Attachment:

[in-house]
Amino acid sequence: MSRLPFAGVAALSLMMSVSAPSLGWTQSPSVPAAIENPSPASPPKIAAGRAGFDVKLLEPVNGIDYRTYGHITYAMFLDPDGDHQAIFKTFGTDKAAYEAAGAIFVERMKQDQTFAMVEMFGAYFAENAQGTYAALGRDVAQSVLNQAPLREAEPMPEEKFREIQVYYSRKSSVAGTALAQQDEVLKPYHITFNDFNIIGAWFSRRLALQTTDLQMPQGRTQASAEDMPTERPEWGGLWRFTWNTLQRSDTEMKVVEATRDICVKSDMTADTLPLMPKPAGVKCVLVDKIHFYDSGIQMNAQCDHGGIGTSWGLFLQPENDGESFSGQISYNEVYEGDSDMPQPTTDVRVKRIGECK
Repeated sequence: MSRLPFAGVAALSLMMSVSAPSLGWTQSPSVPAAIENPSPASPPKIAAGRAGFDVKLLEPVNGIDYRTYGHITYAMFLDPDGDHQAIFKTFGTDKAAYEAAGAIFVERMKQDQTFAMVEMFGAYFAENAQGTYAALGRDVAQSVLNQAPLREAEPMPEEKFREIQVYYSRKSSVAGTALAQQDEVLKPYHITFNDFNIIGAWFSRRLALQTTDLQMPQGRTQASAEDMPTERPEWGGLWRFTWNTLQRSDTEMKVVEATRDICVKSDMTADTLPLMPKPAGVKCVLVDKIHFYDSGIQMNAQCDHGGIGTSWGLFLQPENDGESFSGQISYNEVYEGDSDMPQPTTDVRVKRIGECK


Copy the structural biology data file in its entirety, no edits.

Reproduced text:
[in-house]
Amino acid sequence: MSRLPFAGVAALSLMMSVSAPSLGWTQSPSVPAAIENPSPASPPKIAAGRAGFDVKLLEPVNGIDYRTYGHITYAMFLDPDGDHQAIFKTFGTDKAAYEAAGAIFVERMKQDQTFAMVEMFGAYFAENAQGTYAALGRDVAQSVLNQAPLREAEPMPEEKFREIQVYYSRKSSVAGTALAQQDEVLKPYHITFNDFNIIGAWFSRRLALQTTDLQMPQGRTQASAEDMPTERPEWGGLWRFTWNTLQRSDTEMKVVEATRDICVKSDMTADTLPLMPKPAGVKCVLVDKIHFYDSGIQMNAQCDHGGIGTSWGLFLQPENDGESFSGQISYNEVYEGDSDMPQPTTDVRVKRIGECK
Repeated sequence: MSRLPFAGVAALSLMMSVSAPSLGWTQSPSVPAAIENPSPASPPKIAAGRAGFDVKLLEPVNGIDYRTYGHITYAMFLDPDGDHQAIFKTFGTDKAAYEAAGAIFVERMKQDQTFAMVEMFGAYFAENAQGTYAALGRDVAQSVLNQAPLREAEPMPEEKFREIQVYYSRKSSVAGTALAQQDEVLKPYHITFNDFNIIGAWFSRRLALQTTDLQMPQGRTQASAEDMPTERPEWGGLWRFTWNTLQRSDTEMKVVEATRDICVKSDMTADTLPLMPKPAGVKCVLVDKIHFYDSGIQMNAQCDHGGIGTSWGLFLQPENDGESFSGQISYNEVYEGDSDMPQPTTDVRVKRIGECK